Not satisfied, it seems, merely with issuing individual case decisions that favor organized labor, the National Labor Relations Board has proposed a rule that would require employers to notify employees of their rights under the National Labor Relations Act through a uniform workplace posting. The posting would be required for both unionized and non-unionized employers and would have to be posted physically and electronically, at least when electronic posting is a “customary means of communicating with employees.”  Click here to view a copy of the proposed notice.

The rule could have a profound impact on union activism.  The notice informs employees of their right to unionize, identifies unlawful conduct by employers, and even contains instructions for filing unfair labor practice charges in the event of alleged violations.  Jackson Lewis will be commenting on (and opposing) the proposed rule on behalf of a number of entities and employers generally.  Comments are due in mid-February.  Implementation in some form, however, is a virtual certainty.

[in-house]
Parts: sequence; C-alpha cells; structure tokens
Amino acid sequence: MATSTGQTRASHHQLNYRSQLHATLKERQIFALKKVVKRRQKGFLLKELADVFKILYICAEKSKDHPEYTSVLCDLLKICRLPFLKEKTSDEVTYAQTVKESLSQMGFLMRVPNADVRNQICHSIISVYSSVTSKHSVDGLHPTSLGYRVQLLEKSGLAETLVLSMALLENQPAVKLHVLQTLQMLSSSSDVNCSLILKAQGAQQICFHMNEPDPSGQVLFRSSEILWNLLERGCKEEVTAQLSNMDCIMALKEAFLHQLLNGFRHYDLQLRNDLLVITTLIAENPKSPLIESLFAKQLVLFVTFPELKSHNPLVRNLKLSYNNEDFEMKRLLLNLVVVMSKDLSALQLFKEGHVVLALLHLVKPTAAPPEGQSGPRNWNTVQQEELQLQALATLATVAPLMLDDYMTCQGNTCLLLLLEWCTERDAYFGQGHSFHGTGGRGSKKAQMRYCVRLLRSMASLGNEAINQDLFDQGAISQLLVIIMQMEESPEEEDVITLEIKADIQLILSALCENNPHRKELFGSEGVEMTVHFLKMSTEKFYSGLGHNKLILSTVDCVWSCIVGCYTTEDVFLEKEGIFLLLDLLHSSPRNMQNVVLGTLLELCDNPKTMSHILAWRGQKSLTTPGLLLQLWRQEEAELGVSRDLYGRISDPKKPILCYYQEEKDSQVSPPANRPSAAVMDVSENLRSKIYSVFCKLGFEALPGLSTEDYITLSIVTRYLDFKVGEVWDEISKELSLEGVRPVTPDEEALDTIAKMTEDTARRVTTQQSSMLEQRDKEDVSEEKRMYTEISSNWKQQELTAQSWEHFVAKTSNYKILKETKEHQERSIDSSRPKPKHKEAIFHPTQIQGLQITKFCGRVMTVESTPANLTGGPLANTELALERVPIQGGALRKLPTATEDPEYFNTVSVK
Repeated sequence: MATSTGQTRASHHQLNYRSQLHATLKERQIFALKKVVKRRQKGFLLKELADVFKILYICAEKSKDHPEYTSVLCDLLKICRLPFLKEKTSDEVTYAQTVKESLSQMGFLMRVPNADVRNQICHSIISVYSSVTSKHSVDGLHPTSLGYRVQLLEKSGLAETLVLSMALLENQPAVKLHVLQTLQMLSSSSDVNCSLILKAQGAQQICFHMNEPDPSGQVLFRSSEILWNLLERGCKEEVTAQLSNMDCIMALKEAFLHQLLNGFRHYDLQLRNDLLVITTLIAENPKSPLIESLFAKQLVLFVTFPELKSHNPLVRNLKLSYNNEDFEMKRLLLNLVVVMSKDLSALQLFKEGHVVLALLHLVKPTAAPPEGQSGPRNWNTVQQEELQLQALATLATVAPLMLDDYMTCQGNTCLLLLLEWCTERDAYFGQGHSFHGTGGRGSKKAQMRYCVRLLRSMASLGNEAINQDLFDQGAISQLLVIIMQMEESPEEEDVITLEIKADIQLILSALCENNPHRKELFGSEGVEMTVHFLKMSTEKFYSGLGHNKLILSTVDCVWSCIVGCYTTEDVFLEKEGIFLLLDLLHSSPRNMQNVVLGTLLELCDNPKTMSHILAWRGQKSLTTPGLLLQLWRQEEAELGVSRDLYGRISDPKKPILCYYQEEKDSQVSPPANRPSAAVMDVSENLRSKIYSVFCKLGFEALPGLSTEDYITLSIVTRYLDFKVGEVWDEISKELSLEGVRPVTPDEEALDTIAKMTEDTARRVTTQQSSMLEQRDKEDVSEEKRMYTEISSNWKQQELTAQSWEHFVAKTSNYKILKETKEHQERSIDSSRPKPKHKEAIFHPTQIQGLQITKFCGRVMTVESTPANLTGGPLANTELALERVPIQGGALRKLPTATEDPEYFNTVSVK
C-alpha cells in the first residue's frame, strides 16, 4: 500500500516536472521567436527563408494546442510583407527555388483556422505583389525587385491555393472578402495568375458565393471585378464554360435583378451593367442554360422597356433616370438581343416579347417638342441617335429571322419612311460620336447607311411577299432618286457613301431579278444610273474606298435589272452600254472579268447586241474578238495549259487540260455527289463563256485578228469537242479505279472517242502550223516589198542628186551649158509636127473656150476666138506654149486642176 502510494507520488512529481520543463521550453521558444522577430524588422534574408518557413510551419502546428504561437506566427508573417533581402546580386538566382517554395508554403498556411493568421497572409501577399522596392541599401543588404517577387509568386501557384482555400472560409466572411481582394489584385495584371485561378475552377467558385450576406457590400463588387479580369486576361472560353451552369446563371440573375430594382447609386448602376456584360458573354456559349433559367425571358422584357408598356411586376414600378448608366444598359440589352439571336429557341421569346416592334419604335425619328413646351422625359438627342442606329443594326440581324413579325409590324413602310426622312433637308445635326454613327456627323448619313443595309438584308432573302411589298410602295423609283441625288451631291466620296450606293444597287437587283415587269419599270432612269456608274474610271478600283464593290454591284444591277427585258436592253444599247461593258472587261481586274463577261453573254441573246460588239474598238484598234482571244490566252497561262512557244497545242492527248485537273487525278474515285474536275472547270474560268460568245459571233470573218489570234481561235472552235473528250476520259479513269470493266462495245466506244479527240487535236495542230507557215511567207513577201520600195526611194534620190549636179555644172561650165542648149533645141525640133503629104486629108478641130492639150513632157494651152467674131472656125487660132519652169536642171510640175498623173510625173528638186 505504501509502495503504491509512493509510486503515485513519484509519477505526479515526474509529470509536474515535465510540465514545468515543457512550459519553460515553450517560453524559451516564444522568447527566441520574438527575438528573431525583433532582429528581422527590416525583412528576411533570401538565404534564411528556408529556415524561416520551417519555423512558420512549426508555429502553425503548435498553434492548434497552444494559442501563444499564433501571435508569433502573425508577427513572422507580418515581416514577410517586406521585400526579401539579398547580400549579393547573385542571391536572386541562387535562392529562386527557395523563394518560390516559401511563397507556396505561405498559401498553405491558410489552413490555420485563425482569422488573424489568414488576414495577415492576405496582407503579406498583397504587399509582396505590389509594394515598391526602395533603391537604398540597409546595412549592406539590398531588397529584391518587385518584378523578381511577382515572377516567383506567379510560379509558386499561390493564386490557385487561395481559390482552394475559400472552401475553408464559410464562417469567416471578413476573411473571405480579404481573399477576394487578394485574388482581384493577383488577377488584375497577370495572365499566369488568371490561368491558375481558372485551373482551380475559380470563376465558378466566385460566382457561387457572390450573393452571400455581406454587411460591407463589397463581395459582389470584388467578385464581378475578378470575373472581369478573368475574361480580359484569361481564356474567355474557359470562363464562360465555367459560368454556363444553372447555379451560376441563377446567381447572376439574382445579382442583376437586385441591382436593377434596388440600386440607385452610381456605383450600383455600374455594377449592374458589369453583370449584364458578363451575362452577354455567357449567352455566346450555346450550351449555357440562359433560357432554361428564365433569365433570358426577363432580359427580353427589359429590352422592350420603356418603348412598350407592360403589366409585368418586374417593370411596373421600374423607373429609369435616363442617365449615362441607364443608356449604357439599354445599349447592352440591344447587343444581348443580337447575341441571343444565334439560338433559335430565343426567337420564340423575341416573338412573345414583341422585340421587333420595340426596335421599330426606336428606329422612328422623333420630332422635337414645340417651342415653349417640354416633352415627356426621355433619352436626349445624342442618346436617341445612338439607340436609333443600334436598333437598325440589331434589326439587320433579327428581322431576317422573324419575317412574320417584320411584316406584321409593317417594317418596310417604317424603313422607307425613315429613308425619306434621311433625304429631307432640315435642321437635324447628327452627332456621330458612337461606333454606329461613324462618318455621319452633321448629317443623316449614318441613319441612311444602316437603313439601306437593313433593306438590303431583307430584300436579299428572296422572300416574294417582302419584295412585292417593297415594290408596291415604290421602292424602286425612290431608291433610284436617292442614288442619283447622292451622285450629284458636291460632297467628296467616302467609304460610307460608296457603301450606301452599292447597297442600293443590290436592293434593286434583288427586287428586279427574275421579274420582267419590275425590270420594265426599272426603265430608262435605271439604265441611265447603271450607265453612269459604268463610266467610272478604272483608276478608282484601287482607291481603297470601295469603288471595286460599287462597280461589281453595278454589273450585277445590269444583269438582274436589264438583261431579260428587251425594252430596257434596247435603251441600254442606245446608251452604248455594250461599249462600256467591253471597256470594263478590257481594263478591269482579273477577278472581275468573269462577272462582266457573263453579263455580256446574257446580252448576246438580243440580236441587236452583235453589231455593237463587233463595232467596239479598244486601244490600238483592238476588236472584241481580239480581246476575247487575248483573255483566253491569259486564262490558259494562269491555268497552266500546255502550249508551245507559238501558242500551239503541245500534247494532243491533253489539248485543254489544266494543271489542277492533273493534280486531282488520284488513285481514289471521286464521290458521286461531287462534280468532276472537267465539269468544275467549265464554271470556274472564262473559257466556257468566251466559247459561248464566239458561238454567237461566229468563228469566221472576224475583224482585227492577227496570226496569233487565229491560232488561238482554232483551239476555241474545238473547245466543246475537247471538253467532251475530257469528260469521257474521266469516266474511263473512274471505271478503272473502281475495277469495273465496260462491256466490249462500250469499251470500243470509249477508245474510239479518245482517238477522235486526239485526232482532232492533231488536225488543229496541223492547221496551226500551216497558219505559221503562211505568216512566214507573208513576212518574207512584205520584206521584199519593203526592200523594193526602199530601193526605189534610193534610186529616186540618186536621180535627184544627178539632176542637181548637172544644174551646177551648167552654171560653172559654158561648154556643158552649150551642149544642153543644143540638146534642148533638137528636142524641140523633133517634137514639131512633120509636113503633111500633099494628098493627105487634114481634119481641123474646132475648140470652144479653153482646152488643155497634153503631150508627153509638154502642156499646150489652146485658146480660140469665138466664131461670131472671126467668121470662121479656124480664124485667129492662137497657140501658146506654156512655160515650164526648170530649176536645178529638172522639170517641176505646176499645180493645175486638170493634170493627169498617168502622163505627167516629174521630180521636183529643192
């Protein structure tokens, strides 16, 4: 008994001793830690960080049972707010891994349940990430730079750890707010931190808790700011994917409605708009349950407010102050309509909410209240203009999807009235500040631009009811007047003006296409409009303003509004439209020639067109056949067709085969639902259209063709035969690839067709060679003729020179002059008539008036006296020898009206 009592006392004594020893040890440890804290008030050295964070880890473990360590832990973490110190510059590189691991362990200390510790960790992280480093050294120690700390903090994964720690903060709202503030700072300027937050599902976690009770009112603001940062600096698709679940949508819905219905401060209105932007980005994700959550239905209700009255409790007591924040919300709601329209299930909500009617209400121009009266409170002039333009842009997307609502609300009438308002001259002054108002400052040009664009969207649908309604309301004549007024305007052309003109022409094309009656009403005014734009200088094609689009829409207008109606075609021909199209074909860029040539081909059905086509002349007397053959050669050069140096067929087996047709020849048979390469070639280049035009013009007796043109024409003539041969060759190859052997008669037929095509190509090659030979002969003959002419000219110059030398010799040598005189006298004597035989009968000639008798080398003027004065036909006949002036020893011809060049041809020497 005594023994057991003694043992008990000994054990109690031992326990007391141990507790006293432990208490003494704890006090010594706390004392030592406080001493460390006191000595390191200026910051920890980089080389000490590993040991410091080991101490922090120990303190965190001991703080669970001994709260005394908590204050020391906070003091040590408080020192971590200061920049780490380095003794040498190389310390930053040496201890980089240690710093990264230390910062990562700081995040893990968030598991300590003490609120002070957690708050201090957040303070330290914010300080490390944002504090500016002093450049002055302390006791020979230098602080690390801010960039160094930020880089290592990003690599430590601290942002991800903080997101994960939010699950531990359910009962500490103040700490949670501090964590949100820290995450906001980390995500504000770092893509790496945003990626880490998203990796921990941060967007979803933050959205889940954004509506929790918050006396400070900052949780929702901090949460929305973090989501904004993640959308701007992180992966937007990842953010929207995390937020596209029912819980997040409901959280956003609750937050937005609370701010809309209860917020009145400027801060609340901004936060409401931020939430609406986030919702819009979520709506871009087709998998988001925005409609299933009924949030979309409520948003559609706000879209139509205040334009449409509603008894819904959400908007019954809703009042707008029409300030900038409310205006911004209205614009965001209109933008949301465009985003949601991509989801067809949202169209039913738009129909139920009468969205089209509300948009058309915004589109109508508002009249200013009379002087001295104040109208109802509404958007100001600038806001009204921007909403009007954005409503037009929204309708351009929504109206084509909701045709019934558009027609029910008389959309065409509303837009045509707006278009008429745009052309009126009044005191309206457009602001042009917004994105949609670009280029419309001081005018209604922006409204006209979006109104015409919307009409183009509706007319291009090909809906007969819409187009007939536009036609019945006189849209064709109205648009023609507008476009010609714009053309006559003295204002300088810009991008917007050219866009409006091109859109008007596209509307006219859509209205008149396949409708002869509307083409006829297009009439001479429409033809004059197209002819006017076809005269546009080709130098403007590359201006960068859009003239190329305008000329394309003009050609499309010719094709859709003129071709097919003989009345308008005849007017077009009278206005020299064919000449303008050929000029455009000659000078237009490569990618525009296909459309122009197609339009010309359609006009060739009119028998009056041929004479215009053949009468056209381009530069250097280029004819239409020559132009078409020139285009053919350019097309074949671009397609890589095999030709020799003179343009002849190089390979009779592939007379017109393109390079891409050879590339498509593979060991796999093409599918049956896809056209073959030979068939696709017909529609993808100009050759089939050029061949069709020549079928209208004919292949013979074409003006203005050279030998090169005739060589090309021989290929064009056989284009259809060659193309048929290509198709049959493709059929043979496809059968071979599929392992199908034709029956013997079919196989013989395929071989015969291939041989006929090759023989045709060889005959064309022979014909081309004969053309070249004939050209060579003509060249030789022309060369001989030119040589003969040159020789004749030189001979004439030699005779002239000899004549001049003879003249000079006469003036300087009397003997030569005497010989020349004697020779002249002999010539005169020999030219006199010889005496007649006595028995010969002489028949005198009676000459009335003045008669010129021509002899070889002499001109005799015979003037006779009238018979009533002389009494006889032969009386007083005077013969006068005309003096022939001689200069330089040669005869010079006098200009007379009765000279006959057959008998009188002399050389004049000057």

For a company’s failure to post the notice, the proposed rule would extend or toll the six-month statute of limitations for filing an unfair labor practice charge against the employer.  An employer’s “knowing” failure to post the notice, moreover, could be considered evidence of unlawful motive in an unfair labor practice case involving other alleged violations of the NLRA.  Finally, failure to post would be considered an independent unfair labor practice.

Employers should begin preparing for the implementation of the rule by considering the following actions:

  1. Train managers and supervisors on their rights and responsibilities under the National Labor Relations Act.
  2. Develop a communications strategy to explain to employees the disadvantages of union representation.  Posting of the notice may spark interest in unionization.  Employers should anticipate posting by putting the notice in context and explaining what a union really could mean for employees.
  3. Audit employment practices, procedures and benefits and take remedial measures, if needed, to ensure that employees are not vulnerable to a union sales pitch.
  4. Consider training an internal “SWAT Team” prepared to communicate with employees convincingly and lawfully in the event of union activity.
  5. Conduct a bargaining unit analysis to ensure potential bargaining units are configured in the manner most advantageous to the employer and its operations.